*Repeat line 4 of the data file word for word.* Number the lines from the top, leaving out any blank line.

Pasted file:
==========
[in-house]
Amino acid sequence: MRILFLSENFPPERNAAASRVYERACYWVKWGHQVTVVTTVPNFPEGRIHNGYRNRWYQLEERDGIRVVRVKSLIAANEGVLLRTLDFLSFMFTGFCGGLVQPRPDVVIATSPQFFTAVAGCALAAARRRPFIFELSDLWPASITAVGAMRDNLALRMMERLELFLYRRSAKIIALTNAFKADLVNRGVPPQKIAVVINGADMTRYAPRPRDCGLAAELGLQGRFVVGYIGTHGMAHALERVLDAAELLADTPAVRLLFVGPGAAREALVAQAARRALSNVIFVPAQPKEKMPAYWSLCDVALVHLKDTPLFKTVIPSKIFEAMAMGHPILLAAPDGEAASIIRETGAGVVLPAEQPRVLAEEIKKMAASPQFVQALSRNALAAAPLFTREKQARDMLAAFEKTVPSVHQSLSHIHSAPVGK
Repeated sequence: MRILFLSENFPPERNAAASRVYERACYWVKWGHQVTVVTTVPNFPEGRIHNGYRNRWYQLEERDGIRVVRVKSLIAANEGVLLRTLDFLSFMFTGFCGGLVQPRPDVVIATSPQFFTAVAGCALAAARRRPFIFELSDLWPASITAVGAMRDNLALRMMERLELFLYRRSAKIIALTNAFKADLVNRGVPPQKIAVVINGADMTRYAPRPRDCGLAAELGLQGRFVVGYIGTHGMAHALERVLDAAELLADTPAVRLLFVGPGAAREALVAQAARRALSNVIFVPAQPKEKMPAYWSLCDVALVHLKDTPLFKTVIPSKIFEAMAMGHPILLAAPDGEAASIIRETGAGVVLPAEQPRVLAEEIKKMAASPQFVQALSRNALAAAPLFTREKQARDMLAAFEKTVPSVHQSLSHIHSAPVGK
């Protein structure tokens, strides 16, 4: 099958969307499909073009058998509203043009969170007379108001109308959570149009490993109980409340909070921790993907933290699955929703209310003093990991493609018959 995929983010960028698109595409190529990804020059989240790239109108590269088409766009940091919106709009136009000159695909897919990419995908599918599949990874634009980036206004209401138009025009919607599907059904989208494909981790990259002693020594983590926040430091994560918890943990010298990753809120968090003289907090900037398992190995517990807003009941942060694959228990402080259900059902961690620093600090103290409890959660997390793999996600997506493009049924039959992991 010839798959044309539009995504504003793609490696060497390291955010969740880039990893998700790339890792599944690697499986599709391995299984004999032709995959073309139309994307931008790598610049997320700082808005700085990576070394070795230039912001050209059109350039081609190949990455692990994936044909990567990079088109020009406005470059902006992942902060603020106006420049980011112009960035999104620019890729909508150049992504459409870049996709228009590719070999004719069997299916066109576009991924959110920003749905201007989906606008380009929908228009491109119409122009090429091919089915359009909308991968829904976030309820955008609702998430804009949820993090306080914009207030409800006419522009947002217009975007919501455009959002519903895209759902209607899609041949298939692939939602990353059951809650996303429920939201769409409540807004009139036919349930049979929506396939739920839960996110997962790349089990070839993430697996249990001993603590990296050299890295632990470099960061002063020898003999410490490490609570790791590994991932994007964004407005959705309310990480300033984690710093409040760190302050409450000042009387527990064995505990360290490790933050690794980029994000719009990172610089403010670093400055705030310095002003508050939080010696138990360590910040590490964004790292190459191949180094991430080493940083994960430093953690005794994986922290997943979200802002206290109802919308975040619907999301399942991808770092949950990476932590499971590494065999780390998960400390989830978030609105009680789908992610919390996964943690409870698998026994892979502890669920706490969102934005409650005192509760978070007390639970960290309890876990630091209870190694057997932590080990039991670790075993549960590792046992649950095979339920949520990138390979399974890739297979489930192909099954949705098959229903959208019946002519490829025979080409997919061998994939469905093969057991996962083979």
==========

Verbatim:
């Protein structure tokens, strides 16, 4: 099958969307499909073009058998509203043009969170007379108001109308959570149009490993109980409340909070921790993907933290699955929703209310003093990991493609018959 995929983010960028698109595409190529990804020059989240790239109108590269088409766009940091919106709009136009000159695909897919990419995908599918599949990874634009980036206004209401138009025009919607599907059904989208494909981790990259002693020594983590926040430091994560918890943990010298990753809120968090003289907090900037398992190995517990807003009941942060694959228990402080259900059902961690620093600090103290409890959660997390793999996600997506493009049924039959992991 010839798959044309539009995504504003793609490696060497390291955010969740880039990893998700790339890792599944690697499986599709391995299984004999032709995959073309139309994307931008790598610049997320700082808005700085990576070394070795230039912001050209059109350039081609190949990455692990994936044909990567990079088109020009406005470059902006992942902060603020106006420049980011112009960035999104620019890729909508150049992504459409870049996709228009590719070999004719069997299916066109576009991924959110920003749905201007989906606008380009929908228009491109119409122009090429091919089915359009909308991968829904976030309820955008609702998430804009949820993090306080914009207030409800006419522009947002217009975007919501455009959002519903895209759902209607899609041949298939692939939602990353059951809650996303429920939201769409409540807004009139036919349930049979929506396939739920839960996110997962790349089990070839993430697996249990001993603590990296050299890295632990470099960061002063020898003999410490490490609570790791590994991932994007964004407005959705309310990480300033984690710093409040760190302050409450000042009387527990064995505990360290490790933050690794980029994000719009990172610089403010670093400055705030310095002003508050939080010696138990360590910040590490964004790292190459191949180094991430080493940083994960430093953690005794994986922290997943979200802002206290109802919308975040619907999301399942991808770092949950990476932590499971590494065999780390998960400390989830978030609105009680789908992610919390996964943690409870698998026994892979502890669920706490969102934005409650005192509760978070007390639970960290309890876990630091209870190694057997932590080990039991670790075993549960590792046992649950095979339920949520990138390979399974890739297979489930192909099954949705098959229903959208019946002519490829025979080409997919061998994939469905093969057991996962083979």